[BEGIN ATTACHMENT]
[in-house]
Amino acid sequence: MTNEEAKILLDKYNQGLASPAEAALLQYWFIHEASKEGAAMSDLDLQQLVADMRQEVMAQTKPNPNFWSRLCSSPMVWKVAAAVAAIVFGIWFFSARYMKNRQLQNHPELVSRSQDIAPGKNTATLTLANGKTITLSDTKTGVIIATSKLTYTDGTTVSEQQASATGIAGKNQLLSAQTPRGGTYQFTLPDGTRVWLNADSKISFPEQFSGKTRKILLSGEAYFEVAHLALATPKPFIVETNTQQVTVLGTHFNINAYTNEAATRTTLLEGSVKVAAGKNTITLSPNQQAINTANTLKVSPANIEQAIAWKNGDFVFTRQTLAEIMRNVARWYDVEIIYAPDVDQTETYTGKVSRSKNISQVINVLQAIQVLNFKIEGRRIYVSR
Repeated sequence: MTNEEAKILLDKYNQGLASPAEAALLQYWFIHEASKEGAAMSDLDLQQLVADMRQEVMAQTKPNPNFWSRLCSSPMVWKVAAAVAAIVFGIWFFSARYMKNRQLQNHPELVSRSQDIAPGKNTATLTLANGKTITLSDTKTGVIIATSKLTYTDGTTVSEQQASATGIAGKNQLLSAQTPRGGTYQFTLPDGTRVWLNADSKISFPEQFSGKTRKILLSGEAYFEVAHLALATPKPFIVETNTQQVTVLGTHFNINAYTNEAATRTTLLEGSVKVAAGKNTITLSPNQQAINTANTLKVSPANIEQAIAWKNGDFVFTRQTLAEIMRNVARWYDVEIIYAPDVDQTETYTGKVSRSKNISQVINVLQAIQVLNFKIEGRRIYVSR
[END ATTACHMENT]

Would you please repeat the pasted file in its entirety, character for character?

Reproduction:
[in-house]
Amino acid sequence: MTNEEAKILLDKYNQGLASPAEAALLQYWFIHEASKEGAAMSDLDLQQLVADMRQEVMAQTKPNPNFWSRLCSSPMVWKVAAAVAAIVFGIWFFSARYMKNRQLQNHPELVSRSQDIAPGKNTATLTLANGKTITLSDTKTGVIIATSKLTYTDGTTVSEQQASATGIAGKNQLLSAQTPRGGTYQFTLPDGTRVWLNADSKISFPEQFSGKTRKILLSGEAYFEVAHLALATPKPFIVETNTQQVTVLGTHFNINAYTNEAATRTTLLEGSVKVAAGKNTITLSPNQQAINTANTLKVSPANIEQAIAWKNGDFVFTRQTLAEIMRNVARWYDVEIIYAPDVDQTETYTGKVSRSKNISQVINVLQAIQVLNFKIEGRRIYVSR
Repeated sequence: MTNEEAKILLDKYNQGLASPAEAALLQYWFIHEASKEGAAMSDLDLQQLVADMRQEVMAQTKPNPNFWSRLCSSPMVWKVAAAVAAIVFGIWFFSARYMKNRQLQNHPELVSRSQDIAPGKNTATLTLANGKTITLSDTKTGVIIATSKLTYTDGTTVSEQQASATGIAGKNQLLSAQTPRGGTYQFTLPDGTRVWLNADSKISFPEQFSGKTRKILLSGEAYFEVAHLALATPKPFIVETNTQQVTVLGTHFNINAYTNEAATRTTLLEGSVKVAAGKNTITLSPNQQAINTANTLKVSPANIEQAIAWKNGDFVFTRQTLAEIMRNVARWYDVEIIYAPDVDQTETYTGKVSRSKNISQVINVLQAIQVLNFKIEGRRIYVSR